by Archbishop Joseph F. Naumann
This summer my family suffered a terrible tragedy. A close relative committed suicide.
The number of suicides and the rate of suicides have increased significantly in the past 25 years. Particularly alarming in recent years has been the number of young people who take their own life.
Preaching the memorial Mass for this relative was a challenging task. As I worked through my own thinking and emotions about this tragic death and attempted to offer support and consolation to members of my own family, it became clear to me that this was a topic I needed to teach about in a future Leaven column.
The unexpected death of a parent, spouse, child, sibling, cousin, or friend is painful and difficult enough in the most benign circumstances, but grief and other emotions are magnified when the loved one has taken his or her own life. Our family was very sad about the despair and pain that motivated the suicide of our relative. Some of us felt guilty, thinking that there was something more we could have done to prevent this tragedy. Others felt anger that our loved one did not permit us the opportunity to provide more help.
In the homily, it was important to offer consolation and hope to family members who were suffering profoundly because of the tragic circumstances of our relative’s death. At the same time, it was essential to communicate the church’s teaching and understanding of the morality of suicide.
The Catechism of the Catholic Church, in addressing this matter, instructs us that taking one’s own life is a serious evil first and foremost because it is a rejection of God’s sovereignty over life. It denies the truth that we are not the owners of our lives, but rather stewards of the gift of life which has been entrusted to us by God (no. 2280).
At the same time, the catechism points out that suicide is “gravely contrary to the just love of self” and causes an injustice to others because “it unjustly breaks the ties of solidarity with family” (no. 2281). Part of the reason my family felt a mixture of emotions — sadness, frustration, anger, etc. — at the memorial Mass was because a tie had been severed that it appeared impossible to repair.
While making clear why suicide is a grave evil, the catechism also states: “Grave psychological disturbances, anguish or grave fear of hardship, suffering, or torture can diminish the responsibility of the one committing suicide” (no. 2282). Several of these qualifiers for moral culpability certainly applied to the circumstances of my relative.
The catechism also offers these words of encouragement to families, like mine, concerned about the eternal destiny of a loved one: “We should not despair of the eternal salvation of persons who have taken their own lives. By ways known to him alone, God can provide the opportunity for salutary repentance. The Church prays for persons who have taken their own lives” (no. 2283).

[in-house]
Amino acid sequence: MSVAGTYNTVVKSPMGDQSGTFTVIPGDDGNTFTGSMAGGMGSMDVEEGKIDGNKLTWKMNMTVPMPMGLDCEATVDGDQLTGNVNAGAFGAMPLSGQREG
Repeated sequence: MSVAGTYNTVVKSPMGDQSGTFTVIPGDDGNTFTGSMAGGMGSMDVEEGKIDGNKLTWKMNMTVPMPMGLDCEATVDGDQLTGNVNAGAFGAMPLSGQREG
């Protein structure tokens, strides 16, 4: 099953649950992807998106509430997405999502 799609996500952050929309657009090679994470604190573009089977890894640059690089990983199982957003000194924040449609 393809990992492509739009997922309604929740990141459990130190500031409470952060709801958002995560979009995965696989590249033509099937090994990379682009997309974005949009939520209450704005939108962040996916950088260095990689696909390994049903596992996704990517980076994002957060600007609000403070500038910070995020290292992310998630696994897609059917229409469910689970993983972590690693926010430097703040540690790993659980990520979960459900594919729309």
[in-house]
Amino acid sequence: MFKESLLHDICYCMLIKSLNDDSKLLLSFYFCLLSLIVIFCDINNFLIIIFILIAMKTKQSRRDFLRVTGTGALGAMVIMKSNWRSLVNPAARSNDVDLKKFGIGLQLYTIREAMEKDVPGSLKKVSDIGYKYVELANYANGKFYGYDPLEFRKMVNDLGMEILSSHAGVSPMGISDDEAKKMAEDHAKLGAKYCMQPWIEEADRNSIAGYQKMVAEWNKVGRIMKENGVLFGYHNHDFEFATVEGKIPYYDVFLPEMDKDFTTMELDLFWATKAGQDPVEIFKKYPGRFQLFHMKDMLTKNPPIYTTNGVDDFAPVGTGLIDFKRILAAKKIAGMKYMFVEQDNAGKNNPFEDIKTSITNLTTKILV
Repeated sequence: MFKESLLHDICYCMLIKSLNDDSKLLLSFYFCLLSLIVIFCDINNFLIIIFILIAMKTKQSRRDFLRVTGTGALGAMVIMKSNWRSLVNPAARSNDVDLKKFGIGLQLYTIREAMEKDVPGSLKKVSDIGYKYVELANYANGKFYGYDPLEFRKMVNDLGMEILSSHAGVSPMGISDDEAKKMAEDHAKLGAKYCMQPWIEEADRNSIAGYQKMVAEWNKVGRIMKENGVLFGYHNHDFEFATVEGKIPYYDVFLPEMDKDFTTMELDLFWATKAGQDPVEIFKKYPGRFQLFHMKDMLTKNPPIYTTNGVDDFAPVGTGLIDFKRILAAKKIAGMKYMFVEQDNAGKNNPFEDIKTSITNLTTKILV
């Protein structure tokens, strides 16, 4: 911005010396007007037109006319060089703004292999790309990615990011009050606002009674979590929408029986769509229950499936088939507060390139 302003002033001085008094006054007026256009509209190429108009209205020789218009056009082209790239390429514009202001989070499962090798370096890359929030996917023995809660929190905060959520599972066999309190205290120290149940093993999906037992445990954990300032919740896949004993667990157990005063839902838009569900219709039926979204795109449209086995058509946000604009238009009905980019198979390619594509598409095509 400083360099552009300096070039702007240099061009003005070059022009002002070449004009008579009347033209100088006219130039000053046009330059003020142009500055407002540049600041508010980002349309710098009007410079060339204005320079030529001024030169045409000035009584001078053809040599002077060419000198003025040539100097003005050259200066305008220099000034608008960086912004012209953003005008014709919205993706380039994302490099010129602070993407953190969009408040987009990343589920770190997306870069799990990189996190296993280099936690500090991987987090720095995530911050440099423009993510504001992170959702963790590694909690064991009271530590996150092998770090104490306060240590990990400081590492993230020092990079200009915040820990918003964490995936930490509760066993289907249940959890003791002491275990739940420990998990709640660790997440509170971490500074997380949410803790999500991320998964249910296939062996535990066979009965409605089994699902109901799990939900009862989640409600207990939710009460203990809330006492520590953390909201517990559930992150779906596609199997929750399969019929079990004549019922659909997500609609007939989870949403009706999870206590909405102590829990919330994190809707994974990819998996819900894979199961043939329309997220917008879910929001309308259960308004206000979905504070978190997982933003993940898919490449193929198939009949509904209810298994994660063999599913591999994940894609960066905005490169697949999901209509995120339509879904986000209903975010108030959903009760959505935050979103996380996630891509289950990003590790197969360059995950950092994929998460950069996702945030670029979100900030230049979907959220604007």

The Gospel that I chose for the memorial Mass was a portion of St. Luke’s Passion narrative (Lk 23: 33, 39-43). The episode, unique to Luke’s Gospel, recounts the dialogue with Jesus and the two criminals crucified alongside of him. The one criminal joins the crowd by mocking and reviling Jesus. The other criminal, who is unnamed but in Christian tradition is known as Dismas, rebuked his companion by acknowledging that they had been justly condemned and sentenced. On Calvary, Dismas alone defends the innocence of Jesus by stating: “This man has done nothing criminal.”
Dismas also demonstrated a remarkable faith by humbly requesting of Jesus, who at the moment seemed completely defeated and humiliated: “Remember me when you come into your kingdom.” The reply of Jesus is equally startling as he promises Dismas: “Today you will be with me in paradise.” In all of Scripture, Dismas is the only one who receives such a personal assurance of his salvation.
This passage reveals the remarkable mercy of God. What were the chances of being executed alongside the Savior of the world? Dismas is sometimes given the title “the good thief,” because he was able to “steal” heaven. Dismas is a sign of hope to all of us because he illustrates God’s perseverance and persistence in pursuing us. The Lord never ceases to offer us opportunities of grace right up until the very last moment of our earthly existence.
The church teaches that suicide is always a grave moral evil. It offends God by usurping his authority as the Lord of Life. It can be the ultimate repudiation of faith. It is also gravely evil because of the serious wrong that it perpetrates on others. Suicide can be an attempt to inflict a profound pain, difficult to heal, upon surviving family members.
For some of us there may have been moments when we have contemplated suicide as a benign way to end great suffering. In such circumstances, it is important to remember the clear teaching of the church. Suicide is an affront to God, the giver of life. It does not end pain but creates profound and unjust suffering in many lives.
At the same time, the church teaches us never to despair of the power of God’s mercy for our loved ones. We find cause for hope in the mitigating circumstances for moral culpability that are mentioned in the catechism. Moreover, the reason why Jesus came into the world was to bring mercy, not condemnation. God has a long and well-documented history of rescuing, at the last moment, those who seem to be in an impossible circumstance.
The catechism reminds us to pray for those who have taken their own lives. November is a special time in the church’s liturgical calendar to offer prayers for the dead. Next week, I will share some reflections on our responsibility to offer prayers for the deceased, no matter the circumstances of their death.
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